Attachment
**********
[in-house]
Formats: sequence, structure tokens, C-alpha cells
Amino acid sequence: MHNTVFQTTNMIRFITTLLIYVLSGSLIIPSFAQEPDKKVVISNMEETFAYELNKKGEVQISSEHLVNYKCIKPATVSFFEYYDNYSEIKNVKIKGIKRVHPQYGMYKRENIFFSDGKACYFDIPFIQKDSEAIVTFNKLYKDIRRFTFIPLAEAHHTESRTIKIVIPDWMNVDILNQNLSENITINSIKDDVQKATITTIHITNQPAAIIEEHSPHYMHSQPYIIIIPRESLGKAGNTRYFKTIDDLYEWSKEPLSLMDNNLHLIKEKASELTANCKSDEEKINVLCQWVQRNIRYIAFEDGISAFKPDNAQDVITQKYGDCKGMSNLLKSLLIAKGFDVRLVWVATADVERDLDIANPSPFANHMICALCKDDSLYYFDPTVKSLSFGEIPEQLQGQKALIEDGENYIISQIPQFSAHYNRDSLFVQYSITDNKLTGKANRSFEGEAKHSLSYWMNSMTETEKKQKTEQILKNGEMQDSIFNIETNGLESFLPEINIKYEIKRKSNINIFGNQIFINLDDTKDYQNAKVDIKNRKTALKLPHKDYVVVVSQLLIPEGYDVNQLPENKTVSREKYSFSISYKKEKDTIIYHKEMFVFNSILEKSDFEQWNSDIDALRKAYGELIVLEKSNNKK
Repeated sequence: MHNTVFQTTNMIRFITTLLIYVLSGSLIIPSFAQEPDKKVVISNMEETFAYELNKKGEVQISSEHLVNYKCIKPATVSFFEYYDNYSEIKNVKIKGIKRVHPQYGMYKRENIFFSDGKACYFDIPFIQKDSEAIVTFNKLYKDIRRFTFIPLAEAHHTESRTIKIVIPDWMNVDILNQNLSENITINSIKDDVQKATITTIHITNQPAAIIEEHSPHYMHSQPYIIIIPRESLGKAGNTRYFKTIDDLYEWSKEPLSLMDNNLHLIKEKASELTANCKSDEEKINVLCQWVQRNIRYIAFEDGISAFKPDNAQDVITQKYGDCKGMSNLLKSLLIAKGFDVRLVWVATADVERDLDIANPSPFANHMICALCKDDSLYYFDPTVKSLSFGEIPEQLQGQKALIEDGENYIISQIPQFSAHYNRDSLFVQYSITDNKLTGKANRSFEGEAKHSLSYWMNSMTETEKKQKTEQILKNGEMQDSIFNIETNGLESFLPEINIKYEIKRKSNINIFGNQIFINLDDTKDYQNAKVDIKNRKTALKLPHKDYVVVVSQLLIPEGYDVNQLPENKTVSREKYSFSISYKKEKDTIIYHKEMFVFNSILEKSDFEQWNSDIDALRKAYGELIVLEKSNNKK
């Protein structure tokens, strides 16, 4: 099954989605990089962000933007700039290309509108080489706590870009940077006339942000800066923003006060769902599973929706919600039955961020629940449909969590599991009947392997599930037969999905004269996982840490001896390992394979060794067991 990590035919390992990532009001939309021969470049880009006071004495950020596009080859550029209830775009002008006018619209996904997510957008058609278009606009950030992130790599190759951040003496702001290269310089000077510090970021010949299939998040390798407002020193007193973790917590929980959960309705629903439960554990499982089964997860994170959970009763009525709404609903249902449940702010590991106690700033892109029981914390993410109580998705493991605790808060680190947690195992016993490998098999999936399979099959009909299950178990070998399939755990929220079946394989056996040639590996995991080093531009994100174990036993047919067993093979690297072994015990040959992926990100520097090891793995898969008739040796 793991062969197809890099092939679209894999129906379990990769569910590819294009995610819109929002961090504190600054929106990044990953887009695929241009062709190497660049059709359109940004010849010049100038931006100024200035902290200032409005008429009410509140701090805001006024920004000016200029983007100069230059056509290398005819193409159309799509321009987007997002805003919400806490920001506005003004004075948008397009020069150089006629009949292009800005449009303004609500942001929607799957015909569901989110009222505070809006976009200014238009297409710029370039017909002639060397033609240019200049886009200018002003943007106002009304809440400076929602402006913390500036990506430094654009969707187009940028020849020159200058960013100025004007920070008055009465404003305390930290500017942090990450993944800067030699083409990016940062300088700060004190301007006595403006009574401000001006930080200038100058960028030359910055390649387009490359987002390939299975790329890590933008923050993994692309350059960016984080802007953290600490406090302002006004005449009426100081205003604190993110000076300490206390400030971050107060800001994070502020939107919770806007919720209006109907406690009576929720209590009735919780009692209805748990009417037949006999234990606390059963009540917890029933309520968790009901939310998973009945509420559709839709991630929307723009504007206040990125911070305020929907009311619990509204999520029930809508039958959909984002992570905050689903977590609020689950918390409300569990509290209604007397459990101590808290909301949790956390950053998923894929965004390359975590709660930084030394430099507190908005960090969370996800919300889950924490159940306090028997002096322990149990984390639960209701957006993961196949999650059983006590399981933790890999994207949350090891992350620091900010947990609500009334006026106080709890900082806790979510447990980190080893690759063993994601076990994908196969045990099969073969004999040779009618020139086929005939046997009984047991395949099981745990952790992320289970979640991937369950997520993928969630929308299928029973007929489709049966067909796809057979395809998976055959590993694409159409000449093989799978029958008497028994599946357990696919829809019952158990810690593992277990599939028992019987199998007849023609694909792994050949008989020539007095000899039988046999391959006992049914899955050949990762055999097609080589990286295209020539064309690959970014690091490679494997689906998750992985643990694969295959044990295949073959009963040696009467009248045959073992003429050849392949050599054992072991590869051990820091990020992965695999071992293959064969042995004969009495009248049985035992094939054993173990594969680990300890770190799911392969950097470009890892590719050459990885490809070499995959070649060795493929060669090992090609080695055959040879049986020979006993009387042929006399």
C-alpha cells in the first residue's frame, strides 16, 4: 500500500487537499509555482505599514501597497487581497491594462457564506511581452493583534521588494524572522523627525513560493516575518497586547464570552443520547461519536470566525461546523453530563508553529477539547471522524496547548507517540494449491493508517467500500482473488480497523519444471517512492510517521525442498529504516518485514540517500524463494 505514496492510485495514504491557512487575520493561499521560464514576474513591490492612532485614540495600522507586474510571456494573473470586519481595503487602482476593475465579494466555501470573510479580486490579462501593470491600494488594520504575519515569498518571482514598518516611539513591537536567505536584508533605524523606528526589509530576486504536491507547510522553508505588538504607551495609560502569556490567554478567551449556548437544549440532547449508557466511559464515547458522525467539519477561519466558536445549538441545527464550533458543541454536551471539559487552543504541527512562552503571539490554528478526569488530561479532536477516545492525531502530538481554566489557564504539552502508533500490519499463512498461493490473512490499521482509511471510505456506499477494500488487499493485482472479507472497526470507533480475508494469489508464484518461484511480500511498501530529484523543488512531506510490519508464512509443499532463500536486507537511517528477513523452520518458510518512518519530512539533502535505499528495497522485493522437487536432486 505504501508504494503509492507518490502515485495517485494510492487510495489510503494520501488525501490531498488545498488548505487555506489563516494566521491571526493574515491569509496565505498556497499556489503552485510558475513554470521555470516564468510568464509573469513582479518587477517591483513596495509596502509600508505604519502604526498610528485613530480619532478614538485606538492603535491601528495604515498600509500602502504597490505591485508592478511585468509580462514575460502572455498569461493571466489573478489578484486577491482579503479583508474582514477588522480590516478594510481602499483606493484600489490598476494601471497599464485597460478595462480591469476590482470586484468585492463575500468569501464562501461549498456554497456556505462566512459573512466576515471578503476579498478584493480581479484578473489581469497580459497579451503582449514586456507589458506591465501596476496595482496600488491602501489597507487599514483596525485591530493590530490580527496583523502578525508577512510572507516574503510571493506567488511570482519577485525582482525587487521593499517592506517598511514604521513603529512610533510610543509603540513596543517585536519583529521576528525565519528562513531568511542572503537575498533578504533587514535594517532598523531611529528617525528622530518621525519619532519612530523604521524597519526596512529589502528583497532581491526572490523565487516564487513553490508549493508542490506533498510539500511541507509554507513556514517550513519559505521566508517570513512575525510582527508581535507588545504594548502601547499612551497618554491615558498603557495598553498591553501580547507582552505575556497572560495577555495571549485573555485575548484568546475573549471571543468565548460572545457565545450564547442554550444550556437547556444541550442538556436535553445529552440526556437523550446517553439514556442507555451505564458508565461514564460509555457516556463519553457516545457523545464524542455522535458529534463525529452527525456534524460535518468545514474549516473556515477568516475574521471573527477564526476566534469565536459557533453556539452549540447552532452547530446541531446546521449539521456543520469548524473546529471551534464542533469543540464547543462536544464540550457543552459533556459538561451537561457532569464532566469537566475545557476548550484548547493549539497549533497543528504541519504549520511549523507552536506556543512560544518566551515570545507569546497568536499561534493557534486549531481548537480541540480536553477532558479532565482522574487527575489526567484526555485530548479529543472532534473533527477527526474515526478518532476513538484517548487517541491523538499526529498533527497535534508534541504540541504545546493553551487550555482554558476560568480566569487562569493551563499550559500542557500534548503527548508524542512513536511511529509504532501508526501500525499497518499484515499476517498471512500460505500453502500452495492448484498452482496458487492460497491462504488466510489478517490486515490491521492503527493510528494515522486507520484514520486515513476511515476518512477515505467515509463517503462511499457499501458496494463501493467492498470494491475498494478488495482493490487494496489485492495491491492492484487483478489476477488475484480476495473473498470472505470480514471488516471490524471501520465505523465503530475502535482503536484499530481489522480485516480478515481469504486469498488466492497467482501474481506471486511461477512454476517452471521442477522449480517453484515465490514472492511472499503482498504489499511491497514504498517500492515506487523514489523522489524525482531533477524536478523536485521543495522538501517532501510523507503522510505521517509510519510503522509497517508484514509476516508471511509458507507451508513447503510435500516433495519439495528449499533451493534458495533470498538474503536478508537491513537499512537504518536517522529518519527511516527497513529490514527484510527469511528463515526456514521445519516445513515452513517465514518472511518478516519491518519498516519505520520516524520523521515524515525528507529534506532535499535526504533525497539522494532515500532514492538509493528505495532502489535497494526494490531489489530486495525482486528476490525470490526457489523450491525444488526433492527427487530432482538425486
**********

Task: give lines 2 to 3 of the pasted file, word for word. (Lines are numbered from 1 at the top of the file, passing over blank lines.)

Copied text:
Formats: sequence, structure tokens, C-alpha cells
Amino acid sequence: MHNTVFQTTNMIRFITTLLIYVLSGSLIIPSFAQEPDKKVVISNMEETFAYELNKKGEVQISSEHLVNYKCIKPATVSFFEYYDNYSEIKNVKIKGIKRVHPQYGMYKRENIFFSDGKACYFDIPFIQKDSEAIVTFNKLYKDIRRFTFIPLAEAHHTESRTIKIVIPDWMNVDILNQNLSENITINSIKDDVQKATITTIHITNQPAAIIEEHSPHYMHSQPYIIIIPRESLGKAGNTRYFKTIDDLYEWSKEPLSLMDNNLHLIKEKASELTANCKSDEEKINVLCQWVQRNIRYIAFEDGISAFKPDNAQDVITQKYGDCKGMSNLLKSLLIAKGFDVRLVWVATADVERDLDIANPSPFANHMICALCKDDSLYYFDPTVKSLSFGEIPEQLQGQKALIEDGENYIISQIPQFSAHYNRDSLFVQYSITDNKLTGKANRSFEGEAKHSLSYWMNSMTETEKKQKTEQILKNGEMQDSIFNIETNGLESFLPEINIKYEIKRKSNINIFGNQIFINLDDTKDYQNAKVDIKNRKTALKLPHKDYVVVVSQLLIPEGYDVNQLPENKTVSREKYSFSISYKKEKDTIIYHKEMFVFNSILEKSDFEQWNSDIDALRKAYGELIVLEKSNNKK